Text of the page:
Just had to share some pics from Tuesday Morning… All that white iciness? Yeh – that was my windshield lol!!! I had to de-ice my frikken car – it was EPIC I so love the cold, don’t get near enough of it. But, now that it’s warming up, the giddiness has subsided and I’m all…. whaaa I want snow! Not like… tons and tons of it… just… enough to play in ^_^
This doesn’t usually happen til late January around here… Just across my phone:
Severe Watches and Warnings for FORT PIERCE
URGENT – WEATHER MESSAGE
NATIONAL WEATHER SERVICE MELBOURNE FL
353 PM EST SUN DEC 5 2010
..FREEZE WATCH IN EFFECT FOR LATE MONDAY NIGHT THROUGH TUESDAY
..FREEZE WATCH IN EFFECT FROM LATE MONDAY NIGHT THROUGH TUESDAY
THE NATIONAL WEATHER SERVICE IN MELBOURNE HAS ISSUED A FREEZE
WATCH…WHICH IS IN EFFECT FROM LATE MONDAY NIGHT THROUGH TUESDAY
HIGH PRESSURE BUILDING DOWN FROM CANADA WILL BRING THE COLDEST
AIR SO FAR THIS SEASON AND THE POTENTIAL FOR FREEZING TEMPERATURES
ACROSS EAST CENTRAL FLORIDA LATE MONDAY NIGHT INTO TUESDAY MORNING.
A FREEZE WATCH MEANS THERE IS A GOOD CHANCE FOR FREEZING TEMPERATURES
TO OCCUR. LOW TEMPERATURES ARE EXPECTED TO REACH AROUND 30 TO THE
LOWER 30S OVER URBAN AREAS…AND FALL INTO THE UPPER 20S IN THE
NORMALLY COLDER RURAL LOCATIONS. NORTH TO NORTHWEST WINDS ARE
FORECAST TO STAY UP AT 5 TO 10 MPH AS WELL…SO WIND CHILLS IN THE
20S CAN BE EXPECTED AREA-WIDE BY SUNRISE ON TUESDAY.
A FREEZE WATCH MEANS SUB-FREEZING TEMPERATURES ARE POSSIBLE.
THESE CONDITIONS COULD KILL CROPS AND OTHER SENSITIVE VEGETATION.
PERSONS IN EAST CENTRAL FLORIDA SHOULD TAKE MEASURES TO PREPARE FOR
THE UPCOMING COLD CONDITIONS.
Fun weekend 🙂
Had a pretty full weekend here for a change, it was nice 🙂 Friday, Joe had to run over to Tampa for a family thing, but practically rushed back late Friday night to be able to come over (and woke me up when he did lol, although he *did* demand I take a nap before he got here). We were up til 5:30, it was great. At one point, we were standing out front for a smoke and I in my skirt and tank top was literally shivering but didn’t want to battle the kitten and dog trying to run out just to go in and get my jacket. Joe actually took off his shirt and offered it to me. Well, I didn’t know what to think of that, so I just said, “no really, I’m fine!” A little more shivering and he kinda playfully glared at me, went into his truck and pulled out my favourite hoodie (his big grey one) and made me put it on. Oh man, I was in heaven – it’s too big for me and smells like him. Then he wrapped his arms around me and I was warm and cozy and held tight – I haven’t felt that good in so long. We did go back inside eventually to watch a movie, but that got interrupted by other things… finally went to sleep just before sun-up.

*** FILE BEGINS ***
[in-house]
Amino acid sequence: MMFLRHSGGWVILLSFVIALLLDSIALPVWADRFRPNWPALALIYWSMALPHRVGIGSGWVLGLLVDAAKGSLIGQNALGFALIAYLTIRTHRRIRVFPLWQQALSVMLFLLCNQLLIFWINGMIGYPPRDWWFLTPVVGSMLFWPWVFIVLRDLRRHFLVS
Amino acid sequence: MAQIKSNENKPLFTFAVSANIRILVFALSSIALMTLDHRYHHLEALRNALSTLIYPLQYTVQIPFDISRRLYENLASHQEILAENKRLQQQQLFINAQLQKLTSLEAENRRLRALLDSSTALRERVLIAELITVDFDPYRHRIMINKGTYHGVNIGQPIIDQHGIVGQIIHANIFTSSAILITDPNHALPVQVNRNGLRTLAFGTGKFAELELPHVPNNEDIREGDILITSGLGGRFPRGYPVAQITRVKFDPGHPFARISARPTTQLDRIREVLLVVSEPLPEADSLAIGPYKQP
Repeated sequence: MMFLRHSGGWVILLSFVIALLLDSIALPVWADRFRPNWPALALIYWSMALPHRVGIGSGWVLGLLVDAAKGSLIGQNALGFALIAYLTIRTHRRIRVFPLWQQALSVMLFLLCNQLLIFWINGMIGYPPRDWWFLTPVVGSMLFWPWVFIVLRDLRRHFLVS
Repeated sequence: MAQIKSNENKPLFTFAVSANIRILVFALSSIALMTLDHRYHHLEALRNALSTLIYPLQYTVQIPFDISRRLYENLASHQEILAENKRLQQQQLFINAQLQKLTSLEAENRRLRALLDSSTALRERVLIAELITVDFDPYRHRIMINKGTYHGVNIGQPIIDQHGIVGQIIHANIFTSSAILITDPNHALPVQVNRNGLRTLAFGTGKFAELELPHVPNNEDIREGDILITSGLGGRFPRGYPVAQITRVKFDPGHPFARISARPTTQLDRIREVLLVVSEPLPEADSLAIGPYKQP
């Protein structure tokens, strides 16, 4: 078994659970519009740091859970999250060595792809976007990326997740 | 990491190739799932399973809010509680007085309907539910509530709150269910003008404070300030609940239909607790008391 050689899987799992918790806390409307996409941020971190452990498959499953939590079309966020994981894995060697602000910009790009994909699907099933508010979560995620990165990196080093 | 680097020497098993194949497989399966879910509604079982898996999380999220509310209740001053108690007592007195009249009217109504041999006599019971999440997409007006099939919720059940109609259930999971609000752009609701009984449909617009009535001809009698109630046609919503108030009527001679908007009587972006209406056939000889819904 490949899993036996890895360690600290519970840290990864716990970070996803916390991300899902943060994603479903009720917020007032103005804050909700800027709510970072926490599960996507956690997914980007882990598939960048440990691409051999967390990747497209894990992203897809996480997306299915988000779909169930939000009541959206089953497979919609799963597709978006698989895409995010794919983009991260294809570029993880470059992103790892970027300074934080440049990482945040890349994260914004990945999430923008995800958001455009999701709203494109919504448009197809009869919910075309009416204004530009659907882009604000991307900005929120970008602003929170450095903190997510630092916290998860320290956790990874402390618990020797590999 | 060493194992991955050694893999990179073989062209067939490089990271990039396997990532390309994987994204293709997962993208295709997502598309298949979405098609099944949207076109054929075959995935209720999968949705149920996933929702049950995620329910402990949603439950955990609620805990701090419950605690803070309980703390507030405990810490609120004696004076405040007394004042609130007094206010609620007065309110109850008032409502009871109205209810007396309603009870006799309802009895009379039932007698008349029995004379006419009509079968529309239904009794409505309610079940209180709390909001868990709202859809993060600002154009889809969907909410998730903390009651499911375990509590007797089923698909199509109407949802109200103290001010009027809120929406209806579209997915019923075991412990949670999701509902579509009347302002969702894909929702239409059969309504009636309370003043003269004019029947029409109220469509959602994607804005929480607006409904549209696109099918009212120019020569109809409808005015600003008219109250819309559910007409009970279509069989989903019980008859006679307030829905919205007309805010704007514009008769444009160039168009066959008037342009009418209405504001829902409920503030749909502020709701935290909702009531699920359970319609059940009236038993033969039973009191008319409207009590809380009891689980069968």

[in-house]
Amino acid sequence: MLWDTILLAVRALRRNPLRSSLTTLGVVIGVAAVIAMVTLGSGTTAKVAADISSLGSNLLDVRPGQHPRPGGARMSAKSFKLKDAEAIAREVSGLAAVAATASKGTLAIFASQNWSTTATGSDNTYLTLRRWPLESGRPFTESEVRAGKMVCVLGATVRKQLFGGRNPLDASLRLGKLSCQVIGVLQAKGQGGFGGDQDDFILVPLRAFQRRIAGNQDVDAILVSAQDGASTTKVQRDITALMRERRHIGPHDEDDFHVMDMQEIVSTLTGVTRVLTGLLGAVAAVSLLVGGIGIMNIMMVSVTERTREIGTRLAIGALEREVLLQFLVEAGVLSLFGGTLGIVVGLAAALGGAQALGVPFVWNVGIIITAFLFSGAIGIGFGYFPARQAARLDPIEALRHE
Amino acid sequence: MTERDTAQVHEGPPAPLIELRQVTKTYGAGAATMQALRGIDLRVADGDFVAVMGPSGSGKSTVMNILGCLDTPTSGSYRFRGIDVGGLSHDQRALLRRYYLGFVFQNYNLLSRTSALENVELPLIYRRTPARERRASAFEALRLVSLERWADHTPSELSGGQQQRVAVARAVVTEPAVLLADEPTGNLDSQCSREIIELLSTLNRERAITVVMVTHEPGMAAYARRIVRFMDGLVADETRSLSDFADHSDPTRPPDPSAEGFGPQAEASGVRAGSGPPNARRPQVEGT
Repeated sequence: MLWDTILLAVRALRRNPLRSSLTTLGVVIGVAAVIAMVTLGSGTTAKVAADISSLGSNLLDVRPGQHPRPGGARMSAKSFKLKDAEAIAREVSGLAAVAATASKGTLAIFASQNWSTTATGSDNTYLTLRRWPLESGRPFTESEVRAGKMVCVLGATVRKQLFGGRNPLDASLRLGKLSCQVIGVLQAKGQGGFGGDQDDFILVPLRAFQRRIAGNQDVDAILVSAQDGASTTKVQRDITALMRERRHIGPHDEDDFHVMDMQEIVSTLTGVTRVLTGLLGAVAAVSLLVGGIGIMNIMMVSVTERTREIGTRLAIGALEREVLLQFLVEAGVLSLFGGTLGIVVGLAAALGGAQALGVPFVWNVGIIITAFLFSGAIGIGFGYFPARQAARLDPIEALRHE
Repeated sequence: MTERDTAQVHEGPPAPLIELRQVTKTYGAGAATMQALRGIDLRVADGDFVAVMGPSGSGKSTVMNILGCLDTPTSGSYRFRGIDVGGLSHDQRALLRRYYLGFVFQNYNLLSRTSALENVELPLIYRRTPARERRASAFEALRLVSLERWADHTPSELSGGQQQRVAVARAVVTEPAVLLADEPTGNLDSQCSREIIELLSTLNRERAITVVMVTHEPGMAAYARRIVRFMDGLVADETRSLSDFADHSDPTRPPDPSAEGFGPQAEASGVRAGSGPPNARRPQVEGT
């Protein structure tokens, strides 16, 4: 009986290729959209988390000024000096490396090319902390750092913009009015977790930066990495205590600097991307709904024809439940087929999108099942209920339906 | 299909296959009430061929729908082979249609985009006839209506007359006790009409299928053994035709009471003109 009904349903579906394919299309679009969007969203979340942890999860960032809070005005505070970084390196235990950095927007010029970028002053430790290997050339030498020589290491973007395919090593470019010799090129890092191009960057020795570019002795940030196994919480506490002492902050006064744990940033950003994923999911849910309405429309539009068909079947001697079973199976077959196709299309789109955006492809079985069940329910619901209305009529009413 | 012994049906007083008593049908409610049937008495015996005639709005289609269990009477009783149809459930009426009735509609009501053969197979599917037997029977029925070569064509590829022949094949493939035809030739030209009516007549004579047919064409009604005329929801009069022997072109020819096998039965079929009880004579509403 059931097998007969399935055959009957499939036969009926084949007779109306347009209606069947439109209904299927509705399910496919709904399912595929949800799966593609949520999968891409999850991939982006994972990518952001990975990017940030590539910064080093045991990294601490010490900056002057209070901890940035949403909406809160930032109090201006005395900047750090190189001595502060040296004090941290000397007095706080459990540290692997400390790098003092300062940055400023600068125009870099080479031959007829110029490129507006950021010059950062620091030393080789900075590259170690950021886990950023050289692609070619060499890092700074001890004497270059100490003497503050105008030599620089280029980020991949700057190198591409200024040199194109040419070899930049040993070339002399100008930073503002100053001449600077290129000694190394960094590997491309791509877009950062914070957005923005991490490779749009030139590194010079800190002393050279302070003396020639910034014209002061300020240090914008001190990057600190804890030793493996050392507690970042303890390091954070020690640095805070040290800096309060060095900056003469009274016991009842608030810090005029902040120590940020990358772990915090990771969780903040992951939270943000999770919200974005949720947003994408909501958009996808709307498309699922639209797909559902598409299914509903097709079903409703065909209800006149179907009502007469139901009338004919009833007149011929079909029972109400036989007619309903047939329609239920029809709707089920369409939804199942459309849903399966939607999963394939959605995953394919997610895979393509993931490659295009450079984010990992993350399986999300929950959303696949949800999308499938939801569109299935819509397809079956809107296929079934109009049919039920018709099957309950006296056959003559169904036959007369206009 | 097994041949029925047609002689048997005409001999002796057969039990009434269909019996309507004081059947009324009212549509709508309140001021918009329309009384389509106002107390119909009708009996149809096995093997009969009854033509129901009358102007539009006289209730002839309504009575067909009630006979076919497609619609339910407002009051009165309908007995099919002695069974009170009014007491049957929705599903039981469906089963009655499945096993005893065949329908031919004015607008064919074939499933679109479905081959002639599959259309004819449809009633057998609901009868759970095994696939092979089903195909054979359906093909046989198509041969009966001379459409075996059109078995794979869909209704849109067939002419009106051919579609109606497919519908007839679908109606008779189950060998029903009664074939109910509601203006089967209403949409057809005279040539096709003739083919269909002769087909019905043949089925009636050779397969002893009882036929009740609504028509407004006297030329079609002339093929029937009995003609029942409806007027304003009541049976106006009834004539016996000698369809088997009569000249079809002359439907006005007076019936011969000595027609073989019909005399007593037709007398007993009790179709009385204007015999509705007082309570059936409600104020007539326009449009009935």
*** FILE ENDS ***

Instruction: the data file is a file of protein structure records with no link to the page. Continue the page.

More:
Two hours later, Littlebit comes ambling out of the bedroom to find us deeply passed out on the futon. She managed to wake me up long enough to tell her yes, she could get breakfast and go on the computer. (She loves making her own breakfast, it makes her feel self-sufficient. Many times, she offers to make mine too and she does great!) I made it out of bed around 10 and let Joe sleep in a little longer. I loved watching him sleep, he was so tired 🙂 Had to force myself not to crawl back into bed with him though, it would have been too warm and cozy, I would have fallen back asleep and we had things to do!
Alyn had invited us out to a Civil War Reenactment that he was doing Saturday, so we all got ourselves together and headed cross-county to the Boys and Girl’s Club where they had the event. It was small, not a big turnout, but then it was put together in a short time and wasn’t very well advertised. Also, the cannon crew didn’t show up, so that was a disappointment. We had fun though, and there were quite a few older Veterans there happy to share their own war stories, passed down through generations in their own families. Nelson Winbush (center, below) held Joe captive in conversation for a good half hour as they discussed the history of African Americans as soldiers in the Civil War. You can view the Wikipedia article on his Grandfather HERE. Joe was right at home in the topic, as he wants to work to become a History professor. Ashamedly, I don’t know much about history. My interest was always in the Sciences, so I found myself mulling over the medical table for quite some time, mentally conjuring up the uses for the varied powders still in their original vials. I did have to keep my eyes away from the double-edged skin/bone saw however… the thought of amputation in the field just gave me chills.